A paper in the September issue of Ecological Applications says that when previously stunted willow trees near rivers in Yellowstone National Park started to grow, the diversity of songbird species found within the willow stands increased.
The study grouped the willow stands into three types: suppressed (likely by over-browsing and -grazing by elk and bison), released (where the willows had begun to grow), and previously tall. The “released” and “previously tall” willow stands had similar range in vegetation heights, but were not distributed over the landscape in the same way.
Because the diversity of songbird species in both the released and previously tall willow stands were similar, the researchers concluded the vertical complexity was more important to supporting that diversity than horizontal complexity.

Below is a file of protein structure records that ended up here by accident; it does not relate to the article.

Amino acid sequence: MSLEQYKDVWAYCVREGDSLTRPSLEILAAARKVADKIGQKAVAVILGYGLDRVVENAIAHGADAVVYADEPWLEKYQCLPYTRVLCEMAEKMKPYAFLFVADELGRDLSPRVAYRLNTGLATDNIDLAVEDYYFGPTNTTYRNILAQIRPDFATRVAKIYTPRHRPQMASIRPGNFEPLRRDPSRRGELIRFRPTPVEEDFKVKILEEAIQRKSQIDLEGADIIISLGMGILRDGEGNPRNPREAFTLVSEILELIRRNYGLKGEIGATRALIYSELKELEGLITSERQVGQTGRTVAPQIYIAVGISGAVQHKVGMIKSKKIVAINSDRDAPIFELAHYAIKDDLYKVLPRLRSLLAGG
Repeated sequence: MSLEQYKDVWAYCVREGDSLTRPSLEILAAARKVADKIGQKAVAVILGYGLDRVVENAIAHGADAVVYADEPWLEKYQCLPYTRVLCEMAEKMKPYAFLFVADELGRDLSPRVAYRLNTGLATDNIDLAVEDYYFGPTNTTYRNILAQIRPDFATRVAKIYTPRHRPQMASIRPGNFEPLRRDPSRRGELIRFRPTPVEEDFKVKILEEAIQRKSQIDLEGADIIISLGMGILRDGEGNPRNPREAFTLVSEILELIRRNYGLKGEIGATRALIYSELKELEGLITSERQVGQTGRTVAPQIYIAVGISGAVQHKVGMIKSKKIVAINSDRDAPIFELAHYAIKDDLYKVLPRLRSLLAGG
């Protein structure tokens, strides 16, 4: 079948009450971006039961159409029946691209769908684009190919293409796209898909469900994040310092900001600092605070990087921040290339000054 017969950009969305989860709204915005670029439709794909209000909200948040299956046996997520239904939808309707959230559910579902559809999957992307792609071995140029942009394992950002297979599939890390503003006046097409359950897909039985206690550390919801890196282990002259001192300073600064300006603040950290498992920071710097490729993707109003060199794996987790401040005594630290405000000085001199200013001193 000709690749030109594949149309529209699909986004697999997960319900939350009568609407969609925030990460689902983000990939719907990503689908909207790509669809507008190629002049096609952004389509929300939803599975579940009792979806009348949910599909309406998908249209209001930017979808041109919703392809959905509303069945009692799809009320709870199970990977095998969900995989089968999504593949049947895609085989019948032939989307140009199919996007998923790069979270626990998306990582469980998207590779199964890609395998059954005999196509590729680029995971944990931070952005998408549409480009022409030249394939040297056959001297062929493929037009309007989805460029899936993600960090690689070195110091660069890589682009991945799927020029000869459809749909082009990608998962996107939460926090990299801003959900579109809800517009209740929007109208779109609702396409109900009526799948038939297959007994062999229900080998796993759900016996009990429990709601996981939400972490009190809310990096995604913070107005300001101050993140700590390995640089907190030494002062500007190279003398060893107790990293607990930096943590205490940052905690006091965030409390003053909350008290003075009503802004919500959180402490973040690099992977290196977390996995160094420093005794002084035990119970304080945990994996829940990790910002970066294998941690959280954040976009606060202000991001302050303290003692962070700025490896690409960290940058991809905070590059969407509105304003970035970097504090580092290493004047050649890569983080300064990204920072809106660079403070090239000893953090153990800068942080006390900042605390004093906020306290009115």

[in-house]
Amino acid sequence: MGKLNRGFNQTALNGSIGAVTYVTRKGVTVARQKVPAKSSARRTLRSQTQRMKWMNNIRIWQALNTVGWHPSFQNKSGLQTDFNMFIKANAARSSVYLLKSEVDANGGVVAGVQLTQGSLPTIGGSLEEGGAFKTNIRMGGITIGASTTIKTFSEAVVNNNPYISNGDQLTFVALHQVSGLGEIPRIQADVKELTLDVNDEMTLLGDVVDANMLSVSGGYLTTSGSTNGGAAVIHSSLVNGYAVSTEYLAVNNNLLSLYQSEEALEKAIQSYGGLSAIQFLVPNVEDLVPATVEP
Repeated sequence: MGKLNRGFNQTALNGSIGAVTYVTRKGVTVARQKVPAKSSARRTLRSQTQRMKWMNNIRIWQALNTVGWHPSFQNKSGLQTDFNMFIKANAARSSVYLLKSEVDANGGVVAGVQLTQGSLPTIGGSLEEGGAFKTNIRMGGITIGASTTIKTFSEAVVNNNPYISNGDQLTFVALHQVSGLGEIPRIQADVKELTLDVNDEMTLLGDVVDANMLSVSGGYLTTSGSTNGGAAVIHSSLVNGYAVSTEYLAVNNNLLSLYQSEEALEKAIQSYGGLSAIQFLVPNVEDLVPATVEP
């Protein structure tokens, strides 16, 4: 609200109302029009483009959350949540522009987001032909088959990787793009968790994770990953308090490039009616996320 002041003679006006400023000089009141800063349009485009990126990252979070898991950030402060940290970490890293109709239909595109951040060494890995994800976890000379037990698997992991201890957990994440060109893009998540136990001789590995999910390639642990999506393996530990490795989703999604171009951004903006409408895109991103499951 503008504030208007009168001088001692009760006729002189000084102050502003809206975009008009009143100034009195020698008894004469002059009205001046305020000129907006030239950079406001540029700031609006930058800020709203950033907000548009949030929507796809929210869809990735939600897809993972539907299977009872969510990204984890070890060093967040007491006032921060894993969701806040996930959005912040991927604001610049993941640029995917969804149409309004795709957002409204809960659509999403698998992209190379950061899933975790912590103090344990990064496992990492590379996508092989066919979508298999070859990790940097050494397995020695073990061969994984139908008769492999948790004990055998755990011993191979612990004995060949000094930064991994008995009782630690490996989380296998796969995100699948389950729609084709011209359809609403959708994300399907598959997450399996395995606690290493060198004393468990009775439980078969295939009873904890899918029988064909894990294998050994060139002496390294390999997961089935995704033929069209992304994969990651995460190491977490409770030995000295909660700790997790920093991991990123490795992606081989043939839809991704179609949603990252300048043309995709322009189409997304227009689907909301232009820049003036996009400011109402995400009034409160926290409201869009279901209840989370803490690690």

The study has implication for other places where tree growth has been stunted by over-browsing by deer, moose, elk, or other animals.
The study does not address the reason why the willows started to grow (“…a possible consequence of wolf [Canis lupus] restoration, climate change, or other factors.”), so no help there. But if you need more data on the connection between tree height and songbird diversity, you can get it in this paper.
Abstract and access to the article through subscription or fee, here on the Ecological Applications site.
A free look at the paper on a researcher’s Web site, here.
Photo: Willow catkins in Yellowstone National Park, J. Schmidt, courtesy of National Park Service.